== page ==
Surface Pressure (Jessica Darrow)
Luisa seems to be exhausted mentally, emotionally, and physically. She has been carrying the burden of the whole house and Encanto village and seems to be finding it harder and harder to keep going with the workload and expectations.
*Purpose versus Wellbeing
Yet working and helping others is her purpose! And this is often when burnout happens: when there is a discrepancy between the commitment to work and the rewards or recognition; when our levels of exhaustion and fatigue are not considered because our purpose is seen as more important; when we forget about our own needs and wellbeing because we work for the greater good.
The weight of expectations is very heavy, and in Luisa’s mind, there seem to be no place for rest, no place to recharge or reset. She thinks that she must keep going and can’t stop, like in a hamster wheel. This is often the case prior to burnout. People who experience burnout often have high responsibilities and think that the wheel of work, of the organisation they work for, will stop turning if they stop running, even though they’re exhausted and can’t run any longer.
“If I could shake the crushing weight
Of expectations would that free some room up for joy?
Or relaxation? Or simple pleasure?”
(‘Surface Pressure’, Jessica Darrow)
*Our work as our Identity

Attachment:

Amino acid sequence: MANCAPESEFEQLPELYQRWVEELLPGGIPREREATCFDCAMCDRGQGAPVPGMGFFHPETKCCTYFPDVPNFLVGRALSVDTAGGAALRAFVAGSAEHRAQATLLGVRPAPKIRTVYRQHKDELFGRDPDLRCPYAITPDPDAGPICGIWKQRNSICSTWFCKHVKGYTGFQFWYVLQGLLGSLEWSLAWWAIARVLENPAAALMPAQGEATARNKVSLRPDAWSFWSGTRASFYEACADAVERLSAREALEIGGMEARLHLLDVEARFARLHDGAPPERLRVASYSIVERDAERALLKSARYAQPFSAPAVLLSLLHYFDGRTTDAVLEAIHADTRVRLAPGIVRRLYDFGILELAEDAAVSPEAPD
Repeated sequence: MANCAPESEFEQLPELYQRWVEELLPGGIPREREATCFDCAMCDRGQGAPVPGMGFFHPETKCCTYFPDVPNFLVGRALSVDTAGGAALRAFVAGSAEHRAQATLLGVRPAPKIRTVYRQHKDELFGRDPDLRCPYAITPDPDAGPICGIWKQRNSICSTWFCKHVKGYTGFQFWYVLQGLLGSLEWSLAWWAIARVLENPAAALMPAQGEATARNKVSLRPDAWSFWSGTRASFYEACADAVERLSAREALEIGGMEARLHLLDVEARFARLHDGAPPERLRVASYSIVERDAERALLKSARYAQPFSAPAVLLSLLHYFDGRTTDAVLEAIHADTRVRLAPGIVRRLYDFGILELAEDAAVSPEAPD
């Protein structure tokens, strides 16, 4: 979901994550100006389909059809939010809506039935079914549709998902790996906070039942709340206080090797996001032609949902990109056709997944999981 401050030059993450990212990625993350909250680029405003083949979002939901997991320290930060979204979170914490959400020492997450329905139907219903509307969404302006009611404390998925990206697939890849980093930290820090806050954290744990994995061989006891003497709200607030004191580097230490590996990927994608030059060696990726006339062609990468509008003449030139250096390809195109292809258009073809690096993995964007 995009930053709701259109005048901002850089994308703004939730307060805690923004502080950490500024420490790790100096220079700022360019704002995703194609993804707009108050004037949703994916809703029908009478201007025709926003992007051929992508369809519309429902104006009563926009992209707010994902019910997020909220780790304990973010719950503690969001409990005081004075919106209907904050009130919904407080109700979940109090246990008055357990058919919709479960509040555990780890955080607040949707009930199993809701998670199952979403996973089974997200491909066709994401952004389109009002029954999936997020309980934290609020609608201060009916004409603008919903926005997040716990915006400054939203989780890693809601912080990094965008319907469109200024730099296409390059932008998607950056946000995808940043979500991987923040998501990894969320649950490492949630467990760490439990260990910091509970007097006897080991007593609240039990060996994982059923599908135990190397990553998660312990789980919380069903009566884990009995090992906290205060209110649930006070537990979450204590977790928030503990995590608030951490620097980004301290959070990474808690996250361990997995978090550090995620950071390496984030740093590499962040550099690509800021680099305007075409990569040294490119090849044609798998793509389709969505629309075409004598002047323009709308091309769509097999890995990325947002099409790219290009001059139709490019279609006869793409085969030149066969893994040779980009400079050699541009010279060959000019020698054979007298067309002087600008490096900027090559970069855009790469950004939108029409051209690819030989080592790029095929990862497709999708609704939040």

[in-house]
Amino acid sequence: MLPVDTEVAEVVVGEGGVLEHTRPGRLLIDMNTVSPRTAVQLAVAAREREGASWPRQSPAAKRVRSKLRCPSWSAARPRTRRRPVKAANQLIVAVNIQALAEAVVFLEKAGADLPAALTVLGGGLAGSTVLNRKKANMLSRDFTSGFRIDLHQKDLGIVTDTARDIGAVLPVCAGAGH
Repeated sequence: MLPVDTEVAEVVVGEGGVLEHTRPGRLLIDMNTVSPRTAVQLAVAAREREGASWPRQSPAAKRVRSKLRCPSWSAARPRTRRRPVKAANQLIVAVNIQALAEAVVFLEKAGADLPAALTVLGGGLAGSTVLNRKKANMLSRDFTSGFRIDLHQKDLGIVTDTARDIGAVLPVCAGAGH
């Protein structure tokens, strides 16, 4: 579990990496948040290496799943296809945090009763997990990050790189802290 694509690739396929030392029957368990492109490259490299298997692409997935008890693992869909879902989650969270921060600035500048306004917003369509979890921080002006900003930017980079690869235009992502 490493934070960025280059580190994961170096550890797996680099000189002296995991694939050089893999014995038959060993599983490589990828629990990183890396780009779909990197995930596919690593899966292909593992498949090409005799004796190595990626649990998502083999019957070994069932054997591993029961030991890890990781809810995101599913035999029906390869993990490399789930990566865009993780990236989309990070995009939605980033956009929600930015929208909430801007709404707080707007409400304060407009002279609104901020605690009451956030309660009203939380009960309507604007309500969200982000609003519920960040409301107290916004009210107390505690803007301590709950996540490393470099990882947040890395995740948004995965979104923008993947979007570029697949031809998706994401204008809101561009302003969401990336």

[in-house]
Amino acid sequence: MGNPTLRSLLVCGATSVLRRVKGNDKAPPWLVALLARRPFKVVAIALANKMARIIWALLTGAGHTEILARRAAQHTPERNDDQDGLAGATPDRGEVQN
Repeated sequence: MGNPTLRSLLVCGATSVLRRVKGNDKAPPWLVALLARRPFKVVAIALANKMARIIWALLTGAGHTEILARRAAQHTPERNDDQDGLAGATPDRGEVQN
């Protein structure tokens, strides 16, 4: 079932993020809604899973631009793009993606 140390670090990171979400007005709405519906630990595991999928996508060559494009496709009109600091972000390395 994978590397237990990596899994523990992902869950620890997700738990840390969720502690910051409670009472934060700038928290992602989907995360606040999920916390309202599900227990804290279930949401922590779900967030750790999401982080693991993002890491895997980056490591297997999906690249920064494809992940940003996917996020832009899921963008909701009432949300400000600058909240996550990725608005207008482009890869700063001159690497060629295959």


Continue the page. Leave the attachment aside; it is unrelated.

Luisa seems to be finding it hard to embrace her identity if she is not ‘doing’ what she is supposed to do (in her case, to be of service and carry other people’s burden).
“Under the surface I'm prеtty sure I'm worthless if I can't be of sеrvice (…) Who am I if I can't carry it all? If I falter” Surface Pressure (Jessica Darrow)
What does it tell us in terms of identity? What does it mean to find it hard to stop working because we don’t know who we are outside of work? In the podcast episode ‘Burnout and How to Avoid it’ (Episode of The Happiness Lab by Dr. Laurie Santos, Feb 2022), Dr. Laurie Santos interviews Jonathan Malesic, author of ‘The End of Burnout: Why Work Drains Us and How to Build Better Lives’. One concept particularly stuck with me while listening to this episode: your identity is not your work. The first step to fighting burnout on a big scale is to get rid of the concept that identity equals work.
“You are not your work, you have dignity before you even work”
We are not our job descriptions! It’s important to explore our whole selves too, all our different hats, yet it is very easy to fall into the trap of constant working, particularly with new technologies, the ‘always-on’ culture, and the lack of boundaries of working from home. Healthy boundaries are essential, and so are various hats.
“I think it's time you learn
You're more than just your gift”
(‘All Of You’)
For more information on burnout, here is a blog article on burnout you might find of interest. And remember, no guilt:
“The causes of burnout are not just in you. The causes of burnout are in a culture where we get our ideals for work, and we grow up with these from an early age”
(Jonathan Malesic, ‘The End of Burnout: Why Work Drains Us and How to Build Better Lives’)
Now, another cause of burnout is our strive for Perfection. So what about Perfection? The next blog article from this series is going to be on Isabella, the perfect one. What might her Mental and Emotional challenges be?